5 Questions To Consider
1. IS THE PILOT LICENSED?
In August, 2016 the FAA introduced 14 CFR 107 (also known as Part 107), which are the commercial operating rules for drones weighing less than 55 pounds. Pilots and operators who wish to operate drones for commercial (for-hire) purposes are now required to have a Part 107 ‘drone/UAS’ license to do so legally. Asking if the potential hire has a license is a good first step, but you should follow-up with asking to see their actual FAA certificate/license. The FAA can impose steep fines not only on unlicensed operators, but also to those that hire an unlicensed operator! You can find more information about FAA Part 107 HERE.
2. IS THE OPERATOR INSURED?
Using an operator that follows the rules and has procedures in place to prevent mishaps can put the odds in your favor for a safe and successful operation, but no matter how knowledgeable or experienced an operator may be, there is always a chance that something could go wrong. Though it is not a requirement under the FAA Part 107 rules, it is highly advised that you seek a drone pilot who carries some sort of liability insurance to protect you and the operator should anything happen.
3. ARE THEY KNOWLEDGEABLE ABOUT AIRSPACE/FLIGHT RESTRICTIONS?
It is imperative that whomever you are looking to hire has a good deal of knowledge about when and where operations can be safely conducted. The National Airspace System is is one of the most complex aviation systems in the world, and there are certain requirements, including waivers and authorizations, that the operator must have to legally fly for commercial purposes within certain types of airspace – specifically, ‘Controlled Airspace’. There are also specific waivers that are required for other types of operations as well, such as night time, operations over people, etc.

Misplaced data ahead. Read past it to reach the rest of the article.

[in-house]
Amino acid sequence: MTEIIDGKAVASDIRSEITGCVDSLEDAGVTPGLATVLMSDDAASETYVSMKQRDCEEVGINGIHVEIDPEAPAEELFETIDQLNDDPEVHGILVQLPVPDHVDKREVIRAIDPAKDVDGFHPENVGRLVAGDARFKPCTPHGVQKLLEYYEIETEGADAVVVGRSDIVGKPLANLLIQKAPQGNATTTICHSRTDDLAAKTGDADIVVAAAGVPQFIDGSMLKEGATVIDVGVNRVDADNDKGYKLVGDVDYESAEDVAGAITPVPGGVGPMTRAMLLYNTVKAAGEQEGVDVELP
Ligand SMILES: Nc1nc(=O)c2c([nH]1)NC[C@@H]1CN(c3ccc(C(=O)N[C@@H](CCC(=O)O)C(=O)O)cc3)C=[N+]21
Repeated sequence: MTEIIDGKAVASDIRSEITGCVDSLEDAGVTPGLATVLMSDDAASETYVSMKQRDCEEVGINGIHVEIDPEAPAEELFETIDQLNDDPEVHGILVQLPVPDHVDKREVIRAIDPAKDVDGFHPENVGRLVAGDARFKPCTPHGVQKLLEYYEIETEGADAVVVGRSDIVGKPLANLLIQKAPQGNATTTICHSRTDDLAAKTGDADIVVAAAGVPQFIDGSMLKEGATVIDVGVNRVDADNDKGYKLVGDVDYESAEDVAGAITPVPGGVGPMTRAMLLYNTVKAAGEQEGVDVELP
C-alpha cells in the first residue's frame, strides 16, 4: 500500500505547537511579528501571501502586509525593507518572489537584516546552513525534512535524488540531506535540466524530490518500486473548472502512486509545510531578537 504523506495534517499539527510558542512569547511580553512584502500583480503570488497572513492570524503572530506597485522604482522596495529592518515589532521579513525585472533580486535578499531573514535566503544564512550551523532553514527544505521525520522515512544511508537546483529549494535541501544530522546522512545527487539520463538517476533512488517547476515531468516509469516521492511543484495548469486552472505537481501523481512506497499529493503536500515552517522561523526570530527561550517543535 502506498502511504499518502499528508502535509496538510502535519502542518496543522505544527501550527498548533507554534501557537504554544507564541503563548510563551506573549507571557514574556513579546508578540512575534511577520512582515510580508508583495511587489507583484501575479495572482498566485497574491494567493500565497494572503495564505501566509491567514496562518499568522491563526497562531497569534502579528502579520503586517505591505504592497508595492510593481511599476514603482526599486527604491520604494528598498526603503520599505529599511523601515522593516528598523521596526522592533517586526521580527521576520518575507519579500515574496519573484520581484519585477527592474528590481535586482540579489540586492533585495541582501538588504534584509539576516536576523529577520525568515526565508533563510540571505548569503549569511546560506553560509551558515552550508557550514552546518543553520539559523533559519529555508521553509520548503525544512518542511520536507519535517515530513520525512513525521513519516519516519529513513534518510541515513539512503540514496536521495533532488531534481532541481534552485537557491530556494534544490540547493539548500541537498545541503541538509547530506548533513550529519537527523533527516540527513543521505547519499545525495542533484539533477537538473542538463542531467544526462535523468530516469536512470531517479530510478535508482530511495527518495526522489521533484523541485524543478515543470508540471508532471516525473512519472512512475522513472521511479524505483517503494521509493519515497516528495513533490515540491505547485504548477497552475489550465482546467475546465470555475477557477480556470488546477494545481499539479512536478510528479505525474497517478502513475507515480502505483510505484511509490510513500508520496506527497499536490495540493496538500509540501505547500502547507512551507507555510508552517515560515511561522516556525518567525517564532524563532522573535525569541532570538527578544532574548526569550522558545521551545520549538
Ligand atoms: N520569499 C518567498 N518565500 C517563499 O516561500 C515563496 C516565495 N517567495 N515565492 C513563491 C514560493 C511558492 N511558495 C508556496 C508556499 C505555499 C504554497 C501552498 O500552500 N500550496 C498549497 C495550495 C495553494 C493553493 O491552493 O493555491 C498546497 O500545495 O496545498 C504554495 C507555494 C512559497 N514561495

4. WHAT IS THE OPERATOR’S EXPERIENCE LEVEL/HOW LONG HAVE THEY BEEN IN BUSINESS?
Drones are a new and exciting business to be in with some estimating that the global drone industry could be worth $127 billion by the year 2020! With everyone and their brother buying a drone and starting up a drone business it can be difficult to know who you are dealing with. Asking someone what their experience level is and/or how long they have been in business is a good start, but you should also be able to discern the professionals from the amateurs by the quality of their work.
5. DO THEY HAVE A PORTFOLIO OF THEIR WORK AVAILABLE?
Before buying a house or a new car, you first go to check out the property or take the car for a test drive to see how you like it. It should be no different when you are paying someone to get aerial photos or video. You should have a good idea of the quality of work that the drone operator provides before hand to ensure that you are getting your money’s worth. Asking your potential hire if they have an online portfolio of their work is a good step to ensuring that you will get the quality of aerial images you envision.
This list is a good start in vetting a drone pilot and we invite you to contact us with any other questions or concerns that you might have. We look forward to hearing from you!